A well-stocked first aid kit is a must-have on board whether setting out for a day, a week or longer.
With summer just a few months away, boating is one of the activities to do while the sun is out. And since medical attention is seldom close when spending time on the water, you should have a boat first aid kit that is up-to-date and easily available.
Injuries in the water come in many forms and degrees of severity. Some may be minor, while others can be life-threatening. A boat first aid kit stocked with all essential items can treat injuries and protect everyone on board.
Why Do You Need A First Aid Kit In A Boat?
All boaters know that nothing beats a relaxing day on the water, whether it is a morning fishing trip or an afternoon sightseeing. The feel of the fresh air on the face and seeing the view of the sea is a great break from daily life or routine.
However, there are times when things can go wrong – resulting in injuries or illness while on board. It is important to be prepared with all safety equipment and tools to address an expected incident.
A comprehensive boating first aid kit will provide reassurance and practical assistance in a wide range of emergencies.
Boat First Aid Kit Checklist
Before assembling your kit, find an air-tight plastic container that will keep your first aid supplies dry and safe. Put a label on the container to avoid mixing it with other boat supplies. Stow it somewhere that is easy to access by everyone in case of emergency.
Here are some essential items that all boating first aid kits should contain.
Tools (Scissors and Tweezers)
Bring scissors to easily cut bandages, surgical tape, and clothing in treating wounds. While tweezers are used to remove ticks, splinters, and other small foreign bodies that are accidentally embedded in the skin.
First Aid Manual
A first aid manual contains instructions about administering first aid to different kinds of situations. This guide offers basic how-tos for treating moderate to severe injuries. Following these steps, you can treat someone well enough until they can see a doctor.
Prepare a selection of over-the-counter (OTC) medications, including painkillers. These painkillers will each serve a different purpose – aspirin for heart attack symptoms, Ibuprofen to relieve pain, and acetaminophen for people with severe allergies.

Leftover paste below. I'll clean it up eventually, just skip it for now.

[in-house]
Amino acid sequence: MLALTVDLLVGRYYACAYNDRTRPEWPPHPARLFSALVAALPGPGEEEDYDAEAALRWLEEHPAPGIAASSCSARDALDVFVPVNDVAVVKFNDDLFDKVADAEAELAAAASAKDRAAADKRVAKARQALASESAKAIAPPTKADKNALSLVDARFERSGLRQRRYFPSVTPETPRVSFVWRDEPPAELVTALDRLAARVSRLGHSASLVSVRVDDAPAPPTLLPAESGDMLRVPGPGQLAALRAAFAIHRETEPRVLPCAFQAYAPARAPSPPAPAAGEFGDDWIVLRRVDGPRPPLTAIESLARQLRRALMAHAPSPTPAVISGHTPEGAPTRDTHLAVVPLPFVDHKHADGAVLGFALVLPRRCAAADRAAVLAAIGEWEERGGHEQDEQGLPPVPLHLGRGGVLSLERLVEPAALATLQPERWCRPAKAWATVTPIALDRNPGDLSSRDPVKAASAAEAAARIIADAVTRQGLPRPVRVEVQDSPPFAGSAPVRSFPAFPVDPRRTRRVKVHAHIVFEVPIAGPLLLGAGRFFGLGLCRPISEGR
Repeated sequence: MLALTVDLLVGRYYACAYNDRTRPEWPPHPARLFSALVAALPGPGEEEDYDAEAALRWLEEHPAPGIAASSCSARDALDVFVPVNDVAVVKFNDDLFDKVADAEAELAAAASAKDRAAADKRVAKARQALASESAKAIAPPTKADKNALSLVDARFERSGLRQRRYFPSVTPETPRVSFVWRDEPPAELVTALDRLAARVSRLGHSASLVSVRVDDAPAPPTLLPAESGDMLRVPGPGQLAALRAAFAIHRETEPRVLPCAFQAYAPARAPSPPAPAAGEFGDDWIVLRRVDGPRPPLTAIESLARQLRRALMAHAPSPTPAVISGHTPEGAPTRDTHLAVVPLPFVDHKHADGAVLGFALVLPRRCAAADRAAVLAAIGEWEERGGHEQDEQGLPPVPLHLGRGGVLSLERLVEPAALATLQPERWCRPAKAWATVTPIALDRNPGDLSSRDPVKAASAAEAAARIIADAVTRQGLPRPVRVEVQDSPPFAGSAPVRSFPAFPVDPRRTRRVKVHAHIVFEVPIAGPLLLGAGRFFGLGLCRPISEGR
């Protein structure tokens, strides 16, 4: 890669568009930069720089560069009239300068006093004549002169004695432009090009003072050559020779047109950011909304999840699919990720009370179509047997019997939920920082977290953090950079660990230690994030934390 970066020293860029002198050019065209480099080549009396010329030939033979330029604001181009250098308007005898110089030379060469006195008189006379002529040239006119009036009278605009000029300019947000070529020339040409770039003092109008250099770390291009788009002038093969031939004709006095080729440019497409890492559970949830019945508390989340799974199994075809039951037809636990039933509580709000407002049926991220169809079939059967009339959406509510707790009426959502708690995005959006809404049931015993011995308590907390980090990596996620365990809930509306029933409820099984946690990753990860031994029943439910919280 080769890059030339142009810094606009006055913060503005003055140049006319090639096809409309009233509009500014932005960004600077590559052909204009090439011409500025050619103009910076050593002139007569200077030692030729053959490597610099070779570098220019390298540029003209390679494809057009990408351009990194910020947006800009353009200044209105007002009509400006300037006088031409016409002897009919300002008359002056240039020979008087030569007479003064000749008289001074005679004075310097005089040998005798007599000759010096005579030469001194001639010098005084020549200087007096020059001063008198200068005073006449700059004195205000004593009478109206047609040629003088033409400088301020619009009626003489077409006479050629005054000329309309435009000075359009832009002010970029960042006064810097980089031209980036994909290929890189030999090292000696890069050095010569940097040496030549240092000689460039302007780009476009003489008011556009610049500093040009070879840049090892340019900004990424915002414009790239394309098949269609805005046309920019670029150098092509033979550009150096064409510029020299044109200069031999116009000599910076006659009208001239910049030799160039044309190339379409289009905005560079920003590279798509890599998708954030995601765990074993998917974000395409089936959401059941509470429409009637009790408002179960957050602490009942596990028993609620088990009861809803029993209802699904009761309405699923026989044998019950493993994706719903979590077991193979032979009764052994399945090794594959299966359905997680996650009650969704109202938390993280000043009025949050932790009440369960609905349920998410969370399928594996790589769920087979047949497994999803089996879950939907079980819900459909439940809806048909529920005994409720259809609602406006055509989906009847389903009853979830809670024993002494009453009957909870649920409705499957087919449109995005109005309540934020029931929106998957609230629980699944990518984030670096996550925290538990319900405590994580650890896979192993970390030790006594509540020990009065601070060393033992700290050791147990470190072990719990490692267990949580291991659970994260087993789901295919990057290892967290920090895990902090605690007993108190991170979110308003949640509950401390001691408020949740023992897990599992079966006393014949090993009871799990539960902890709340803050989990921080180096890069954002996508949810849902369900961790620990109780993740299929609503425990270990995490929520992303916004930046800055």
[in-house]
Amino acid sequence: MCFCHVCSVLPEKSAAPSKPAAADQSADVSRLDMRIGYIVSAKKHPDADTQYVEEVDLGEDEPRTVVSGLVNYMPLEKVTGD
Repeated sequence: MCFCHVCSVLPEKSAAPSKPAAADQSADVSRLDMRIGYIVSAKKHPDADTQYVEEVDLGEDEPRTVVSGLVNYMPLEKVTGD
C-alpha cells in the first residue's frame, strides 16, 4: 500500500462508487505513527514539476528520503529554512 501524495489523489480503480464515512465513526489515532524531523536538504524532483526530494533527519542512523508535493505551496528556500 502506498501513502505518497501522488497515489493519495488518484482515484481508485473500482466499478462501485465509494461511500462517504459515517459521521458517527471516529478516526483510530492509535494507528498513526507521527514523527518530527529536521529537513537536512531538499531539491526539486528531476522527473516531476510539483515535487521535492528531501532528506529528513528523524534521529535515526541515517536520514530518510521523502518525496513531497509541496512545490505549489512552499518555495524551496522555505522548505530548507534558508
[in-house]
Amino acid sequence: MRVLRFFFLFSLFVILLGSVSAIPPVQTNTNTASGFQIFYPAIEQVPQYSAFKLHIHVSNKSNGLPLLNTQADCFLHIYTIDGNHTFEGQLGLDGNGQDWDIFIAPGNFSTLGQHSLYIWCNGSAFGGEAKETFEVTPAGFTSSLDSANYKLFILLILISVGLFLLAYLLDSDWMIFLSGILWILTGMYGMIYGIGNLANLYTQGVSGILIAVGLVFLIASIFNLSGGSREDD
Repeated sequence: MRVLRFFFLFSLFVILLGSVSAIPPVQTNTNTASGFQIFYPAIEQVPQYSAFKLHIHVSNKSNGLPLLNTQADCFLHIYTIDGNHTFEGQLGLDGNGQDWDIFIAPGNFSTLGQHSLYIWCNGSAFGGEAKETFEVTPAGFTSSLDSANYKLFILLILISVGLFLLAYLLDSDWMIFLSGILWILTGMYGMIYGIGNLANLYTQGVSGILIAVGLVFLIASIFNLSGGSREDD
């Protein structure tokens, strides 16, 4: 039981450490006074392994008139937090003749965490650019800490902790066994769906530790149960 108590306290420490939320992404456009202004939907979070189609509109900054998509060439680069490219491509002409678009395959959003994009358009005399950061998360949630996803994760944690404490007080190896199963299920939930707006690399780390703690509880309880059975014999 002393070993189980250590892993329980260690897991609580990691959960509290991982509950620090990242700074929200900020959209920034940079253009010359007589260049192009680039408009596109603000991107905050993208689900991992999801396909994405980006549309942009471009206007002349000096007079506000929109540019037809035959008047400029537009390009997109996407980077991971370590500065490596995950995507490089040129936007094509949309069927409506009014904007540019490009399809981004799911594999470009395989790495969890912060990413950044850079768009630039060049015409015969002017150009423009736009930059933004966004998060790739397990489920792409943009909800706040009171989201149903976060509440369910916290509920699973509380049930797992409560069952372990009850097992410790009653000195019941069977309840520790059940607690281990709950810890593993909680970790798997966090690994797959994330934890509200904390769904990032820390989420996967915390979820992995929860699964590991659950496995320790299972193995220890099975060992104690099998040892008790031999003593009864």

Keep a wide selection of bandages in your kit. Small ones are used to staunch the bleeding, while bigger bandages can cover more severe wounds.
Infection prevention is the essential focus if someone suffers from a cut while on board. Apply antiseptic ointment on the wound or use a few quick sprays of the same to protect the wound.
Use burn cream to treat sunburn or galley burns.
Eye wash is used for flushing the chemicals, fuels, dirt, and grit out of the eye. It can offer relief in case of irritated eyes, especially when riding a boat at high speed.
Instant Cold Pack
Cold compressions provide temporary relief from minor burns and swelling from sprains and strains while on board.
If someone goes in shock while on board, wrap them in a foil blanket to maintain body temperature while waiting for further help to become available.
Making memories on the water is one of the highlights of the summer. Thus, injuries and illnesses from being unprepared are something we can all work to avoid to ensure everyone has a good time during their time on the board.
Without first aid supplies and no proper training, all boat passengers are exposed to unnecessary risks.
Take a first-aid and CPR course and learn how to restore breathing, wound care, treat shock, and many more.
Contact our team at First Aid Courses Darwin to learn more about the course.